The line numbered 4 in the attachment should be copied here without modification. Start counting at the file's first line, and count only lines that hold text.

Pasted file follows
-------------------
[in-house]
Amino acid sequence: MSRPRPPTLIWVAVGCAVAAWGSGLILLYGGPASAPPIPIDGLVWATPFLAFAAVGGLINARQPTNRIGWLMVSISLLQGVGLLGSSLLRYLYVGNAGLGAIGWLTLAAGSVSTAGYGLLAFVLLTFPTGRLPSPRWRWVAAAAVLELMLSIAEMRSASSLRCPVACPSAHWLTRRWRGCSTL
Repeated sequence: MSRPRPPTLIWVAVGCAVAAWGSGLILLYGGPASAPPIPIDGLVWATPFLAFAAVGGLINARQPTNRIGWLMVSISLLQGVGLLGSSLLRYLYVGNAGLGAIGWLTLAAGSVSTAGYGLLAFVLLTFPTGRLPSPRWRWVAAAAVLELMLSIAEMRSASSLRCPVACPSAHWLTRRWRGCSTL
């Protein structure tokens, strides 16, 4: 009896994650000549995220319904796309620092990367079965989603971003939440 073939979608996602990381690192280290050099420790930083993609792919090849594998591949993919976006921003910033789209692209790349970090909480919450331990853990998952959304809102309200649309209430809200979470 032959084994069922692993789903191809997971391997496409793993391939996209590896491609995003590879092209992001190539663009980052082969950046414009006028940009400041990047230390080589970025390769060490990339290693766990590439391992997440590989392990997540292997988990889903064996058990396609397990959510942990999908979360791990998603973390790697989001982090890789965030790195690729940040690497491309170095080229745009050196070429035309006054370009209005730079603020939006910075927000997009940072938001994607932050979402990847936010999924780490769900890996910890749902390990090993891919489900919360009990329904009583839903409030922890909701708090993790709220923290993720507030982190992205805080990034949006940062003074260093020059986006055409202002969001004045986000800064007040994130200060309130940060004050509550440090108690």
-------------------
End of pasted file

């Protein structure tokens, strides 16, 4: 009896994650000549995220319904796309620092990367079965989603971003939440 073939979608996602990381690192280290050099420790930083993609792919090849594998591949993919976006921003910033789209692209790349970090909480919450331990853990998952959304809102309200649309209430809200979470 032959084994069922692993789903191809997971391997496409793993391939996209590896491609995003590879092209992001190539663009980052082969950046414009006028940009400041990047230390080589970025390769060490990339290693766990590439391992997440590989392990997540292997988990889903064996058990396609397990959510942990999908979360791990998603973390790697989001982090890789965030790195690729940040690497491309170095080229745009050196070429035309006054370009209005730079603020939006910075927000997009940072938001994607932050979402990847936010999924780490769900890996910890749902390990090993891919489900919360009990329904009583839903409030922890909701708090993790709220923290993720507030982190992205805080990034949006940062003074260093020059986006055409202002969001004045986000800064007040994130200060309130940060004050509550440090108690």